The incidence, risk factors, and clinical outcomes of rhabdomyolysis associated with fenoverine prescription: a retrospective study in South Korea (1999-2014)open access
- Cho, Junhyeong; Na, Jeonggu; Bae, Eunjin; Lee, Tae Won; Jang, Ha Nee; Cho, Hyun Seop; Chang, Se-Ho; Park, Dong Jun
- Issue Date
- Rhabdomyolysis; Risk factors; Drugs; Epidemiology; Fenoverine
- BMC PHARMACOLOGY & TOXICOLOGY, v.21, no.1
- Journal Title
- BMC PHARMACOLOGY & TOXICOLOGY
- Background Fenoverine is a spasmolytic drug that has been used to treat abdominal pain. Although sporadic case reports or case series of rhabdomyolysis associated with fenoverine have been published, there are no studies evaluating the incidence, risk factors, and clinical outcomes of rhabdomyolysis associated with fenoverine prescription. Methods We retrospectively reviewed the medical records of 22 patients admitted with rhabdomyolysis associated with fenoverine from January 1999 to December 2014, while excluding other well-known risk factors of rhabdomyolysis. This period was subdivided into two periods, January 1999-December 2007 and January 2008-December 2014. We analyzed the clinical and laboratory characteristics, and the prognosis of fenoverine associated with rhabdomyolysis for these times. Results The incidence of rhabdomyolysis associated with fenoverine was 0.27% during the total period (22/8257), 0.34% in the first period (18/5298), and 0.14% in the second period (4/2959) (p < 0.001). Rhabdomyolysis occurred in 19 liver cirrhosis (LC) patients (2.03%), whereas only 3 cases (0.04%) occurred in non-LC patients (p < 0.001). Drug duration, total dose, muscle enzymes, and clinical characteristics were not different between the LC and non-LC groups. Acute renal failure (ARF) occurred in 5 patients in the LC group and 2 patients in the non-LC group (p = 0.227). Severity of hepatic derangement according to the Child-Pugh classification was not different between the ARF group and non-ARF group (p = 0.227). Four patients died, having complications of oliguric ARF (p = 0.005) and underlying severe LC (p = 0.017). Higher serum lactate dehydrogenase, blood urea nitrogen, creatinine, and potassium levels but lower serum sodium levels were found in the group that died (p = 0.001). Conclusions Physicians should carefully prescribe fenoverine because it may cause rhabdomyolysis, especially in patients with LC.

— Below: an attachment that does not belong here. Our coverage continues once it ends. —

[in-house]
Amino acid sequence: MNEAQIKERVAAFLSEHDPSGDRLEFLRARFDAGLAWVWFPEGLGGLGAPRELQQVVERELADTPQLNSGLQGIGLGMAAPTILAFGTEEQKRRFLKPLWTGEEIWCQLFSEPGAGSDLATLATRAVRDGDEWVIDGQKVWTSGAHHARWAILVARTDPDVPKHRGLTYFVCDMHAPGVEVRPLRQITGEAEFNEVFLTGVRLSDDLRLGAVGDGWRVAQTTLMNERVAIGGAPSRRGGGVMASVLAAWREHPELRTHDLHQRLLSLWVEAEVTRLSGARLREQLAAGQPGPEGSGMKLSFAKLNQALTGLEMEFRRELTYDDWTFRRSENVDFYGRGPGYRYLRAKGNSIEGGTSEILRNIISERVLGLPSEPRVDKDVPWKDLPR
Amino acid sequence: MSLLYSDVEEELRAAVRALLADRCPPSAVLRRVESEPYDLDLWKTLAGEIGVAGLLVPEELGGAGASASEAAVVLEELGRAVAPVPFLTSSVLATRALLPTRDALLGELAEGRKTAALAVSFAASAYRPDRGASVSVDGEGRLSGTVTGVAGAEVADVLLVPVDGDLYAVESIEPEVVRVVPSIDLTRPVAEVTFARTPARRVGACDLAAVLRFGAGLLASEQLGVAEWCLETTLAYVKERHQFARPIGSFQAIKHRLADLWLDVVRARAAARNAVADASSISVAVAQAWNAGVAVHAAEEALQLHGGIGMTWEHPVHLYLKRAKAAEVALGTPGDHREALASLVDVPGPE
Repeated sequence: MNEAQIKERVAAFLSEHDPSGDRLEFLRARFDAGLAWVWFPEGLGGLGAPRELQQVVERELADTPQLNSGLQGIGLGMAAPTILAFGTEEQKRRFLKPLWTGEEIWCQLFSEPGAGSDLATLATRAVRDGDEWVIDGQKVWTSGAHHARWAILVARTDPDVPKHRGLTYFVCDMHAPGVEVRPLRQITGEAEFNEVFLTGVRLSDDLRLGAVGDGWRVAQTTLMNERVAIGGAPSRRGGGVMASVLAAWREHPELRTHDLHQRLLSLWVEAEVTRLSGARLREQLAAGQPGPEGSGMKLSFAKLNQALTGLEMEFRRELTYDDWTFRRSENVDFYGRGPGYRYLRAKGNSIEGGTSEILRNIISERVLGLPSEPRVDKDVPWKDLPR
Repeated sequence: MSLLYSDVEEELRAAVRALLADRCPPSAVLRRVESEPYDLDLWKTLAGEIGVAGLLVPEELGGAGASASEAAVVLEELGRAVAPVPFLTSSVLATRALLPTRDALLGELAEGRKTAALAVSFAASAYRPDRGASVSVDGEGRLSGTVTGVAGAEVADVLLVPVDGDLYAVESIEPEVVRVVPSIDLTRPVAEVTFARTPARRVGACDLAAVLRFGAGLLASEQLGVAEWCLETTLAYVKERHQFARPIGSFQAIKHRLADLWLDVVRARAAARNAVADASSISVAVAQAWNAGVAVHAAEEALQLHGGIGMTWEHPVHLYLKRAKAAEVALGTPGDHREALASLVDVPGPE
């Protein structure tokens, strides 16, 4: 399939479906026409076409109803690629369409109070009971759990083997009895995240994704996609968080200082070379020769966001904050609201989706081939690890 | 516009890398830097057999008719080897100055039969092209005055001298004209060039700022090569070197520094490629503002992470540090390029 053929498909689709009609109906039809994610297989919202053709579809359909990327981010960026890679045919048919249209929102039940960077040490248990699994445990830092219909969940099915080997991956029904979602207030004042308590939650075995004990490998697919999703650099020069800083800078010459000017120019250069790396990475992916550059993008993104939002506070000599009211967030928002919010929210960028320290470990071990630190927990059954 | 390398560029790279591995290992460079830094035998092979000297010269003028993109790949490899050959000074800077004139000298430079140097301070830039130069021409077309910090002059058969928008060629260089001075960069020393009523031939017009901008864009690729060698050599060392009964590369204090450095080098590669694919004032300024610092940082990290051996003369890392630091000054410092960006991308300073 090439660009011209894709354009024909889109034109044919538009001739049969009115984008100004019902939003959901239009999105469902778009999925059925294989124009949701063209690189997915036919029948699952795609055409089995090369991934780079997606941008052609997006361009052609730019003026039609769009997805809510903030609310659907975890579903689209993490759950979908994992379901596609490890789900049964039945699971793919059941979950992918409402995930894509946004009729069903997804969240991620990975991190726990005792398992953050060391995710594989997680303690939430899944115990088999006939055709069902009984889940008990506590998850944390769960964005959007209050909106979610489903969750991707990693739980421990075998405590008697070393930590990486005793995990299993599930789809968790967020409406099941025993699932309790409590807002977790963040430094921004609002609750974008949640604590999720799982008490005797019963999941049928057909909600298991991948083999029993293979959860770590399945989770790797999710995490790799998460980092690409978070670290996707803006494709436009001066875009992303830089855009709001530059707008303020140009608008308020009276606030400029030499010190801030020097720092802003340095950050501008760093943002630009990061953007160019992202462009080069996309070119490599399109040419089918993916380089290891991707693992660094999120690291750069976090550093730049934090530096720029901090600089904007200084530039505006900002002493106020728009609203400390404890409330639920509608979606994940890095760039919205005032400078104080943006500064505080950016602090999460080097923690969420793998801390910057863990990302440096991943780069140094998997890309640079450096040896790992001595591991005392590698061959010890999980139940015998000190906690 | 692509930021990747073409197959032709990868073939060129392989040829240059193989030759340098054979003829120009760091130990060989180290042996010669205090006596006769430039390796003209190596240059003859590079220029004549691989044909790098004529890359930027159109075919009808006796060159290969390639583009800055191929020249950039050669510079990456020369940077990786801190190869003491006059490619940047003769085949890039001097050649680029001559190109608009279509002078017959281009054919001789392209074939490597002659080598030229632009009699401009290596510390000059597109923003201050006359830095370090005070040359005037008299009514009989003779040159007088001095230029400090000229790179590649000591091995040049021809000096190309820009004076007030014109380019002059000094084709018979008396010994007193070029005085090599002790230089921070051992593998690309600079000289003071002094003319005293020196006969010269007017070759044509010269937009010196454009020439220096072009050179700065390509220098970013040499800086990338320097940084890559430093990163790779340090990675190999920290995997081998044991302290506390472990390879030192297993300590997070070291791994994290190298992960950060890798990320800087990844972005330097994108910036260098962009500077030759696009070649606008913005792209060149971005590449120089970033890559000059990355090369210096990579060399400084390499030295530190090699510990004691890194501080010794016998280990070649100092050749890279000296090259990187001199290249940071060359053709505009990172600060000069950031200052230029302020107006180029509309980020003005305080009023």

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- College of Medicine > Department of Medicine > Journal Articles
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